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For the structure in the cerebellum, see cerebellar tonsil.
Tonsils diagram.jpg

The tonsils are areas of lymphoid tissue on either side of the throat. An infection of the tonsils is called tonsillitis. Most commonly, the term "tonsils" refers to the palatine tonsils that can be seen in the back of the throat.

Like other organs of the lymphatic system, the tonsils act as part of the immune system to help protect against infection. In particular, they are believed to be involved in helping fight off pharyngeal and upper respiratory tract infections.

Contents

Types

Tonsils in humans include, from superior (top) to inferior (bottom):

Type Epithelium Capsule Crypts Location
Adenoids (also termed "pharyngeal tonsils") Ciliated pseudostratified columnar (respiratory epithelium) Incompletely encapsulated No Roof of pharynx
Tubal tonsils Roof of pharynx
Palatine tonsils Non-keratinized stratified squamous Incompletely encapsulated Yes Sides of oropharynx between palatoglossal
and palatopharyngeal arches
Lingual tonsils Non-keratinized stratified squamous Incompletely encapsulated Yes Behind terminal sulcus (tongue)

Together this set of lymphatic tissue is known as Waldeyer's tonsillar ring.

Growth

Tonsils tend to reach their largest size near puberty, and they gradually undergo atrophy thereafter. However, they are largest relative to the diameter of the throat in young children.

Tonsils can become enlarged or inflamed (tonsillitis) and may be surgically removed in tonsillectomy. This may be indicated if they obstruct the airway or interfere with swallowing. In older patients, asymmetric tonsils (also known as asymmetric tonsil hypertrophy) may be an indicator of virally infected tonsils, or tumors such as lymphoma or squamous cell carcinoma.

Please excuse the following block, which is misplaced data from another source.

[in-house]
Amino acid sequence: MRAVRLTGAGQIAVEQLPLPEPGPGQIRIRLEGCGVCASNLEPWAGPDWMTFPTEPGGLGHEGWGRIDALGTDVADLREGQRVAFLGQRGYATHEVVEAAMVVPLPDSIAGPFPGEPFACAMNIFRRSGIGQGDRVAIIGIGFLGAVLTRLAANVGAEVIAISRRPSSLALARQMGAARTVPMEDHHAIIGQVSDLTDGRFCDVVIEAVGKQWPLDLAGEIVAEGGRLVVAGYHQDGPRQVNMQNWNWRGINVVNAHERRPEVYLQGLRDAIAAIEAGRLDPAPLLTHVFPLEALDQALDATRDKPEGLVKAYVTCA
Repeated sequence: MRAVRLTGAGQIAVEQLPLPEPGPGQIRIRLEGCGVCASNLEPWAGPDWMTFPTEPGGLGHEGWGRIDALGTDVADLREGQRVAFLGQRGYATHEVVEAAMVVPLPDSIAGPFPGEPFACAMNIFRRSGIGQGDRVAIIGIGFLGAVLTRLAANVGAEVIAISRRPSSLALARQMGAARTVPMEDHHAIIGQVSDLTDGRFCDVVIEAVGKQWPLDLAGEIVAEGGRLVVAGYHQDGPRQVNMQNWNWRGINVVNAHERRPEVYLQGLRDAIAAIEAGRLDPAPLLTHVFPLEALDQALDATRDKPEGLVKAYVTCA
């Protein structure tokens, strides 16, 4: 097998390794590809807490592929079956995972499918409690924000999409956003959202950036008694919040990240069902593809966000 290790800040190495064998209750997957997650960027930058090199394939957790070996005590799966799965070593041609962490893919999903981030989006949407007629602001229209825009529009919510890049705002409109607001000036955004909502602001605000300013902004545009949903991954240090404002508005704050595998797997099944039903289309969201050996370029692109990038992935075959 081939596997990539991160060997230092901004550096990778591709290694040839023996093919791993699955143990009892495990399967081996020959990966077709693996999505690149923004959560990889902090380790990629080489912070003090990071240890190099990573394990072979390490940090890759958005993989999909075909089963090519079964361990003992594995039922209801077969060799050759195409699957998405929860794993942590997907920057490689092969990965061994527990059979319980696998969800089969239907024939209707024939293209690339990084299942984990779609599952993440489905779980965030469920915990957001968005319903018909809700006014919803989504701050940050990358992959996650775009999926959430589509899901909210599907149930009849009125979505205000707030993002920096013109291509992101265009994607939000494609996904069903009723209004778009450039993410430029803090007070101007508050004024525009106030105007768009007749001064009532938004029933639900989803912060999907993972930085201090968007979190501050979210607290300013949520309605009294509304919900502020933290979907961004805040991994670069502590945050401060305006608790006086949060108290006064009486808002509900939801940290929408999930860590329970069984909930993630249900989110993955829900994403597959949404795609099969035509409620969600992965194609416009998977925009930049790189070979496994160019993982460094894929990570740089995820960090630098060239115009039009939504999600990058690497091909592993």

Some doctors who are not ear, nose and throat (ENT) specialists are conservative on recommending the removal of tonsils, because the tissue cannot be put back, and some claim that removal decreases the power of the immune system. ENT specialists generally recommend removal if there are frequent recurrent tonsillitis, adenotonsillar hyperplasia causing symptomatic partial upper airway obstruction or asymmetry.

Tonsil enlargement can affect speech making it hypernasal and giving it the sound of velopharyngeal incompetence.[1]

Tonsilloliths

A tonsillolith is material that accumulates on the tonsil. They can range up to the size of a peppercorn and are white/cream color. The main substance is mostly collagen, but they have a strong unpleasant odor because of hydrogen sulfide and methyl mercaptan and other substances.

References

  1. ^ Mora R, Jankowska B, Mora F, Crippa B, Dellepiane M, Salami A. (2009). Effects of tonsillectomy on speech and voice. J Voice. 23(5):614-8. doi:10.1016/j.jvoice.2008.01.008 PMID 18468843
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Simple English

The tonsils are areas of lymphoid tissue on either side of the throat. An infection of the tonsils is called tonsillitis or Tonsilitis. Most commonly, the term "tonsils" refers to the palatine tonsils that can be seen in the back of the throat.

Like other organs of the lymphatic system, the tonsils act as part of the immune system to help protect against infection. In particular, they are believed to be involved in helping fight off pharyngeal and upper respiratory tract infections.


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